Tips on Maintaining
Health and Wellbeing
during the Corona Lockdown


Taking care of family


Social connections

Managing stress and fear

Useful links for calming and meditation

Resources for family

Links for emergency services and support

The lifestyle changes required as a consequence of the corona pandemic place huge demands on our ability to adapt and change. Life has changed dramatically in such a short time, it is easy to become overwhelmed and stressed.

Negative stress occurs when the demands arising from changing circumstances exceed our resources. So the first priority is to enhance and maintain your personal resources. This applies whether you live alone or in a family situation. Living alone can make it hard to motivate yourself. In a family, it is important to look after yourself so you can take care of others.

"Put your oxygen mask on first!"


The most important elements are adequate sleep, regular healthy meals and exercise. All three are essential for healthy functioning and, most important at this time, enhancing your immune system.

  • Sleep: When the routine of going out to work, school, social gatherings is gone, it is easy to sleep in late and shift our bedtime to much later as we are not tired. This soon has an impacts on our body rhythms and we begin to feel sluggish. Maintain regular bed and rising times. Good sleep practices help to enhance sleep. Cut out screen time in the hour before bed, especially avoid checking the latest news. Engage in a relaxing pre-sleep activity such as reading or meditation or cuddling your partner!
  • Regular meals: Make sure you have balanced meals at regular intervals: breakfast, lunch and dinner. Nutritionists also advise an energy-boosting snack mid-morning and afternoon, such as fruit or a handful of nuts. This will not only maintain optimum energy throughout the day but will also affect your mood, helping you to stay resilient and positive.
  • Exercise: It is still possible to walk, run or cycle once a day as long as you observe social distancing. Even if it becomes difficult to go out to exercise, move your body as often as possible. This helps to discharge stress and enhances our physical and mental wellbeing.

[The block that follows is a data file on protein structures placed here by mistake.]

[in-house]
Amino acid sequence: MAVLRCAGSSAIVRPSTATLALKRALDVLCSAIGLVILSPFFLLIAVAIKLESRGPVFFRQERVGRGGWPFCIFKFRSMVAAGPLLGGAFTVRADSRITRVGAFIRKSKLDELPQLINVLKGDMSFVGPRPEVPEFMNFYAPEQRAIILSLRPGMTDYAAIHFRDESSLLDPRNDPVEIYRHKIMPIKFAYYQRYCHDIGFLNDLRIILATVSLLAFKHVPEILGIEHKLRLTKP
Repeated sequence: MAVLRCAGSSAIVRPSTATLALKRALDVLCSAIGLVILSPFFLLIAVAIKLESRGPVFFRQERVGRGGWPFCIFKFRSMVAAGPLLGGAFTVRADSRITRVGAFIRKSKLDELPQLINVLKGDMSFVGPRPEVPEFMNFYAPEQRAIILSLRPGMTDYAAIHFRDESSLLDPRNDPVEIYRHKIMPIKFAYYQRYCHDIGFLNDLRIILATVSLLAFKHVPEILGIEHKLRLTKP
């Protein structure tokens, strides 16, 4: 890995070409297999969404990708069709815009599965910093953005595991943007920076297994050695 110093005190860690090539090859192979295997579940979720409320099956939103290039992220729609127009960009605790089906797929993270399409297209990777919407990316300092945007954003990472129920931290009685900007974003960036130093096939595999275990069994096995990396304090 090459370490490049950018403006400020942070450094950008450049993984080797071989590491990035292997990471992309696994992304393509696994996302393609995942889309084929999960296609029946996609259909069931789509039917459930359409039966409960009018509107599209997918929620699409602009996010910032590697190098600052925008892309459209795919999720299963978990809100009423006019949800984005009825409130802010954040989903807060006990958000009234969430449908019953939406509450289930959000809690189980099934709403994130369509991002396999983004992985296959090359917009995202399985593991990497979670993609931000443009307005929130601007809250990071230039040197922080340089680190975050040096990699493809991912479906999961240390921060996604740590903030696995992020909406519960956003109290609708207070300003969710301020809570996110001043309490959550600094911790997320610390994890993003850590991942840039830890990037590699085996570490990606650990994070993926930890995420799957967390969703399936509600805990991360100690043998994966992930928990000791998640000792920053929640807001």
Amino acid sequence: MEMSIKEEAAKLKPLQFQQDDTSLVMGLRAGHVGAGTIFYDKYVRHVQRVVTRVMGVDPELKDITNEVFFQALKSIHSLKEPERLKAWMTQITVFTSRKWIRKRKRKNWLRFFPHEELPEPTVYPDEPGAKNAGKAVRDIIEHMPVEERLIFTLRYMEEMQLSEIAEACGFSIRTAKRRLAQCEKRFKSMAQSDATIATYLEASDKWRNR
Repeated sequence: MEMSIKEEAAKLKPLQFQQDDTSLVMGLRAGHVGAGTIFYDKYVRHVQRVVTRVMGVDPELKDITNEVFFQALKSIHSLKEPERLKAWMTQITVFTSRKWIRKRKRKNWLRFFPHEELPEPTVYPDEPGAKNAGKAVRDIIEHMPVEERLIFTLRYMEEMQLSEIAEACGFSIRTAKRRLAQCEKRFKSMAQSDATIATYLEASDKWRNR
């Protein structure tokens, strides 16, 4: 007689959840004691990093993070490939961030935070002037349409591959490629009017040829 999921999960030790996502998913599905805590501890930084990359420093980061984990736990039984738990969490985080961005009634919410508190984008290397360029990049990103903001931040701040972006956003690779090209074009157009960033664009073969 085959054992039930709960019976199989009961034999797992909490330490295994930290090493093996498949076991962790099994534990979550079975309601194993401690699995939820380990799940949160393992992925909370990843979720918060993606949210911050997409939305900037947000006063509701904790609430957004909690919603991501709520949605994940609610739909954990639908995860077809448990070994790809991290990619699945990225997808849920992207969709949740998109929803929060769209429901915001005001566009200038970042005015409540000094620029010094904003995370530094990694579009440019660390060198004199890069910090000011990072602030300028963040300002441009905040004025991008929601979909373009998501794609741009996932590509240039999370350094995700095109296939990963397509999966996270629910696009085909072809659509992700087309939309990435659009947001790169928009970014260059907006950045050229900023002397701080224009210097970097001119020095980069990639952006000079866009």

• Most of all, be kind to yourself: We can often be our own worst enemies, beating ourselves up if we don't meet personal goals and expectations. It is important to realise that this is an exceptional situation. If you are keeping yourself healthy and happy, you are already achieving a huge amount.
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Taking care of family

Your own self-care routine is the blueprint for taking care of your family, with appropriate adjustments.

  • Enlist support from your partner and older children in household tasks, entertaining younger children, home schooling activities, etc.
  • Maintain a good work-life balance. Manage your expectations of what you or your family members can achieve in lockdown.
  • Make exercise family fun.
  • Allocate a regular check-in time where family members can share their worries.
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Making sure we look after our need for regular sleep, nutrition and exercise provides a natural structure to each day, dividing it up into distinct time slots. While we often resent the structure imposed by our working day, we can feel unmoored without it.

We need structure. Assign time slots to your most important activities.
  • Work: When are you most alert, creative and energetic? Use that time to do work that requires concentrated focus. Admin can be left for another time.
    Lower expectations of what you can achieve. In a busy household find islands of tranquillity where you can focus even for short periods. You will achieve more when you can focus in a relaxed manner.
    Be wary of what hijacks your time, such as mobile phone , checking emails.
    If possible, maintain a clear separation between work and home space.
  • Home schooling:Don't let the pressure of home schooling become your nightmare. There is a great amount of educational material available online. Your children might be getting assignments from teachers. Don't be overwhelmed. Be realistic about what can be done without it becoming a constant battle. Choose activities that are educational but also fun and it will be easier to engage your kids.
  • Enlist help: You can't visit grandparents, but they might be willing and able to provide some teaching support online.
  • Plan: Plan time for household tasks, fun and entertainment, etc.
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Social connections

Social distancing means physical distancing, not social isolation. Social connections are important, now more than ever when so many people are spending more time alone. Stay connected online.

Be aware of family and friends who live alone and for whom lockdown can be a lonely and even frightening experience. Do you have neighbours who are confined to home who need some help with shopping or someone with whom they can chat?

Plan online meetups around group activities, such as quiz or trivia evenings or even scavenger hunts, which can engage the younger family members. Continue your book club online. You can even arrange an online theatre visit together. There are increasing possibilities as entertainment providers become more creative about how to reach audiences. Return to top of page

Managing stress and fear